"My teacher screamed out loud telling us get under the desk," Dwyer said. "Get under the desk and she ran right over to start pushing the call button."
An intercom alerted the office of a problem. Then came more shattering sounds in quick succession.
Fearing it could be bullets, Dwyer and her classmates remained under the desks.
"She was frantically pushing the button and nobody was answering," Dwyer said.
It took 8 minutes for a school monitor to show up and confirm that rocks shattered the windows.
"He didn't seem like it was a big deal," Dwyer said. "He just kind of walked in as if everything was good but he didn't reassure us it was okay."
Principal Roberto Estrella praised the teacher's response.
"She put her students in a safe spot immediately," Estrella said. "She communicated with them. She tried to reach out to the office as fast as possible. The refinements we have to do locally would be how can we respond quicker."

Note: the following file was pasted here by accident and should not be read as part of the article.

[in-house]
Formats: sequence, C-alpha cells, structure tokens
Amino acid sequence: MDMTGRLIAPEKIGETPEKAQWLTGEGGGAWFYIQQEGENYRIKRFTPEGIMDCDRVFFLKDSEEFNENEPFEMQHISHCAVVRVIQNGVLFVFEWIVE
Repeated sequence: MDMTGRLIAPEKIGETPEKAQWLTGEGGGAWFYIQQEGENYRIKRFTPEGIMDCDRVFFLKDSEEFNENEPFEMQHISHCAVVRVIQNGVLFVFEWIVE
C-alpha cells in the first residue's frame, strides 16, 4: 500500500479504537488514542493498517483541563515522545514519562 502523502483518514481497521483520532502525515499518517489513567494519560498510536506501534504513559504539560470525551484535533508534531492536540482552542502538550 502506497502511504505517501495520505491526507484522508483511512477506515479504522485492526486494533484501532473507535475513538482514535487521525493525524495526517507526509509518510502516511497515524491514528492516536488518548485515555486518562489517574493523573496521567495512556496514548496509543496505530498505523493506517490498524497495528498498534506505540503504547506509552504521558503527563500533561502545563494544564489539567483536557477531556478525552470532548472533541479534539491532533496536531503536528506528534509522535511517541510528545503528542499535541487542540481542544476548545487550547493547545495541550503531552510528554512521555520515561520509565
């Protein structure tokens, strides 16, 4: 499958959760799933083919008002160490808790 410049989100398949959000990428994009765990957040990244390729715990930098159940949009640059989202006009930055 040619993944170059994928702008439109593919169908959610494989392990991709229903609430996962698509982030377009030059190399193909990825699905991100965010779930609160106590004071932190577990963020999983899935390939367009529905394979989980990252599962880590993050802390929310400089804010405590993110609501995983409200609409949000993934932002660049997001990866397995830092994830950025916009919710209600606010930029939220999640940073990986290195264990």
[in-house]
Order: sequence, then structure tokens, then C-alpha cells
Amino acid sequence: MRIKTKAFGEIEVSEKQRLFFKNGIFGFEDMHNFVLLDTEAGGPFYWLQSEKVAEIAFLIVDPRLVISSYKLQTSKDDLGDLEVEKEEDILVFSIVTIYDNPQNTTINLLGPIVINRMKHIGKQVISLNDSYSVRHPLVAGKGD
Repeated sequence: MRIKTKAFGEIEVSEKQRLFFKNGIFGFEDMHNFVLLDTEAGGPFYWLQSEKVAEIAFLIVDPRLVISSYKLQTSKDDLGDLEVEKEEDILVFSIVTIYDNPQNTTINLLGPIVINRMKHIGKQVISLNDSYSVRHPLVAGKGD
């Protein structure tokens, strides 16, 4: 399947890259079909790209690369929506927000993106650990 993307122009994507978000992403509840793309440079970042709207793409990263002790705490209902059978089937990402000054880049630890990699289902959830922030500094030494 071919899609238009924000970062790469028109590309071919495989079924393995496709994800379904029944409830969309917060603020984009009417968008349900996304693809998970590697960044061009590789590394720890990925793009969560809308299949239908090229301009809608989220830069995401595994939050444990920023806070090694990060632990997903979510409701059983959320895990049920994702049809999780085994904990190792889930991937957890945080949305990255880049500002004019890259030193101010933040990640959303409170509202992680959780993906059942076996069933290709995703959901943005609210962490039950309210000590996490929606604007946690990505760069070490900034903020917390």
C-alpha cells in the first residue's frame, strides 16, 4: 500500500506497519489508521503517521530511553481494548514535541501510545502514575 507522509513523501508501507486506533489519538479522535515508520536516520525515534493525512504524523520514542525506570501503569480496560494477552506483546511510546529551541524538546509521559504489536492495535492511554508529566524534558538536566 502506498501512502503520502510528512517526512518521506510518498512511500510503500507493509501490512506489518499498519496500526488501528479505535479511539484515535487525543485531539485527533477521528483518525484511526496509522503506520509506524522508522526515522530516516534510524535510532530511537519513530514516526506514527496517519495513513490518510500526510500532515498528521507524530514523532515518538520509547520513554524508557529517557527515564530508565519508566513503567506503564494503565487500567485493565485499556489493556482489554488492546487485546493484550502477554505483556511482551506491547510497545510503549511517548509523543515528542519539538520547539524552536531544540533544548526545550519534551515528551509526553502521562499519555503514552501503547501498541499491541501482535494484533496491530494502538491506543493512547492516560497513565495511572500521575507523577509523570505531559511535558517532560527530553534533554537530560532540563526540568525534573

But the delay wasn't the only issue. Dwyer says the school didn't reach out to ask about her emotional state.
"Although it wasn't a terrible situation, it could have been worse," she said. "It's still a traumatic situation."
Dwyer's father, Craig Dwyer, says he got the details of the ordeal from his daughter, not the school.
"I think they should have pulled her in that day," he said.
While Estrella works to fix how the school responds to these crisis situations, the district is reaching out to parents district-wide for their input.